almost 4 years ago
    • Carol1286's Avatar
      Carol1286

      It's been four and a half years since my diagnosis. It does get easier with each passing year. If cancer returns, I'll deal with it then.

      almost 4 years ago
    • Jouska's Avatar
      Jouska

      This time period, post treatment, is very difficult for most of us who have gone through bc treatment. We have been in active treatment, we have been monitored, met with our oncologist every 3 weeks (or more) and now we are to just go merrily on our way and not worry. And so every ache or pain becomes a worry - could it be back??!! It is a very uncomfortable and strange period. The best advice I got was the "two week" rule. Which is essentially not to worry about potential symptoms unless they last at least two weeks. And amazingly most don't. And most are aches or pains we would have shrugged off in our previous life. The hard part of breast cancer is that if it metastasizes, it is incurable. However, long term treatment continues to improve our odds, but yes, that is scary. I liked Carol1286 comment. It does get easier and if it returns, deal with it then. But don't lose the current quality of your life by worrying about it.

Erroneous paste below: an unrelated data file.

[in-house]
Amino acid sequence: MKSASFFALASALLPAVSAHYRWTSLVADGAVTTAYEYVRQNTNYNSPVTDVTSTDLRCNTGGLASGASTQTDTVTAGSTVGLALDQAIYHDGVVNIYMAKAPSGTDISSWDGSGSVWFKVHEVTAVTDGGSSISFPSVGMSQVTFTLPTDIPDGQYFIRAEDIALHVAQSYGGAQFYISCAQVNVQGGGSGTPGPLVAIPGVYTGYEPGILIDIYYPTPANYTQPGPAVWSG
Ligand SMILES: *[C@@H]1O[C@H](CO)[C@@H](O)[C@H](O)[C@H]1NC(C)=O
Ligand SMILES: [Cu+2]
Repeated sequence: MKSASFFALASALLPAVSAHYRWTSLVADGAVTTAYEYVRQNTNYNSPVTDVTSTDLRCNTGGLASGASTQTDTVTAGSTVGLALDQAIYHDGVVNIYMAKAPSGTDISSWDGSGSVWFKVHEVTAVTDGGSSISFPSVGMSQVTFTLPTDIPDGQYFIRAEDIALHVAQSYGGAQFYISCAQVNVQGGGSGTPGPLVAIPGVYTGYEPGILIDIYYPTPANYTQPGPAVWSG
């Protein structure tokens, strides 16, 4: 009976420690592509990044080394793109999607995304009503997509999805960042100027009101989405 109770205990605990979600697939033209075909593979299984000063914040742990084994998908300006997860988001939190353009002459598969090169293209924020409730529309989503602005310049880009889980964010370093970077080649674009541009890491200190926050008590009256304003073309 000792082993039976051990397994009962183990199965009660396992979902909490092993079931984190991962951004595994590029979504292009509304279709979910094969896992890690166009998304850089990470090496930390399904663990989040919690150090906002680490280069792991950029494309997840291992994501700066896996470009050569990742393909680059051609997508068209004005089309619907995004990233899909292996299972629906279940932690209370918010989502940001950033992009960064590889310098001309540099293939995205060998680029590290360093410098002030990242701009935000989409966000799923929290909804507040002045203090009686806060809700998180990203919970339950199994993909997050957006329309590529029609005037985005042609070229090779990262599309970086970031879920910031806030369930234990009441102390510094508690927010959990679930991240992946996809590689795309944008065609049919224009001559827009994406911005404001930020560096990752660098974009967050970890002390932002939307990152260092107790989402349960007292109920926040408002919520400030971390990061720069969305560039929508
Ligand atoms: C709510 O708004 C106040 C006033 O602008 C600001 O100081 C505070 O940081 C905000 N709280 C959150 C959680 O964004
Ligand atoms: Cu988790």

almost 4 years ago
    • BuckeyeShelby's Avatar
      BuckeyeShelby

      I was diagnosed w/stage IV endometrial cancer in Aug 2012. Stats at the time said I had a 15% chance of sitting here typing this out today. Yet, I'm sitting here typing this out... One day at a time. If the anxiety gets too bad, contact your doctor. I still have a prescription for Ativan -- don't take it often, but the occasional night when the stupid hamster won't get off the stupid wheel in my brain...